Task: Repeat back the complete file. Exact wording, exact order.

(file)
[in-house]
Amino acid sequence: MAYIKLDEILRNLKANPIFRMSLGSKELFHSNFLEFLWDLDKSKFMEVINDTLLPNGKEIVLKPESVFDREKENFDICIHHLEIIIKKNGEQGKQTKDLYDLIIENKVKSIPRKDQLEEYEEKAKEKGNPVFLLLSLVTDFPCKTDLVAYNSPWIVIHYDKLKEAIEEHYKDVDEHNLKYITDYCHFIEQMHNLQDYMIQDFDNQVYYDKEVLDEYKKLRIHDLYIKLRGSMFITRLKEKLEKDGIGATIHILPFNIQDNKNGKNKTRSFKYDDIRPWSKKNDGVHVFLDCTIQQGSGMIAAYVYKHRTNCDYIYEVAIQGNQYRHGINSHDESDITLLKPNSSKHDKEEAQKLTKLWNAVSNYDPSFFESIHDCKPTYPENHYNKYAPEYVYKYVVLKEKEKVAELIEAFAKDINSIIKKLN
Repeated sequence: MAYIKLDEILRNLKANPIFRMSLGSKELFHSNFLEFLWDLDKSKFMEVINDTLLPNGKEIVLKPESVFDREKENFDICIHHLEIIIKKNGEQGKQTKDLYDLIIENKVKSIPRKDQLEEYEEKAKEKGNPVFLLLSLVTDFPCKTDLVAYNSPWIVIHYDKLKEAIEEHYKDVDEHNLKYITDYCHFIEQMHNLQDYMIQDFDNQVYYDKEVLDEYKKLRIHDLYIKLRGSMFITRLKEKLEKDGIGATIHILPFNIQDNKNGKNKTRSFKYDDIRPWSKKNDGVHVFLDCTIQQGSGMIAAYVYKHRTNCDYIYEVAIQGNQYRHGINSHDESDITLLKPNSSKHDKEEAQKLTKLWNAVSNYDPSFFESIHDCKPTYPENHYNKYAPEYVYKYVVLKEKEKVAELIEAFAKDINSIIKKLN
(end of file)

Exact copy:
[in-house]
Amino acid sequence: MAYIKLDEILRNLKANPIFRMSLGSKELFHSNFLEFLWDLDKSKFMEVINDTLLPNGKEIVLKPESVFDREKENFDICIHHLEIIIKKNGEQGKQTKDLYDLIIENKVKSIPRKDQLEEYEEKAKEKGNPVFLLLSLVTDFPCKTDLVAYNSPWIVIHYDKLKEAIEEHYKDVDEHNLKYITDYCHFIEQMHNLQDYMIQDFDNQVYYDKEVLDEYKKLRIHDLYIKLRGSMFITRLKEKLEKDGIGATIHILPFNIQDNKNGKNKTRSFKYDDIRPWSKKNDGVHVFLDCTIQQGSGMIAAYVYKHRTNCDYIYEVAIQGNQYRHGINSHDESDITLLKPNSSKHDKEEAQKLTKLWNAVSNYDPSFFESIHDCKPTYPENHYNKYAPEYVYKYVVLKEKEKVAELIEAFAKDINSIIKKLN
Repeated sequence: MAYIKLDEILRNLKANPIFRMSLGSKELFHSNFLEFLWDLDKSKFMEVINDTLLPNGKEIVLKPESVFDREKENFDICIHHLEIIIKKNGEQGKQTKDLYDLIIENKVKSIPRKDQLEEYEEKAKEKGNPVFLLLSLVTDFPCKTDLVAYNSPWIVIHYDKLKEAIEEHYKDVDEHNLKYITDYCHFIEQMHNLQDYMIQDFDNQVYYDKEVLDEYKKLRIHDLYIKLRGSMFITRLKEKLEKDGIGATIHILPFNIQDNKNGKNKTRSFKYDDIRPWSKKNDGVHVFLDCTIQQGSGMIAAYVYKHRTNCDYIYEVAIQGNQYRHGINSHDESDITLLKPNSSKHDKEEAQKLTKLWNAVSNYDPSFFESIHDCKPTYPENHYNKYAPEYVYKYVVLKEKEKVAELIEAFAKDINSIIKKLN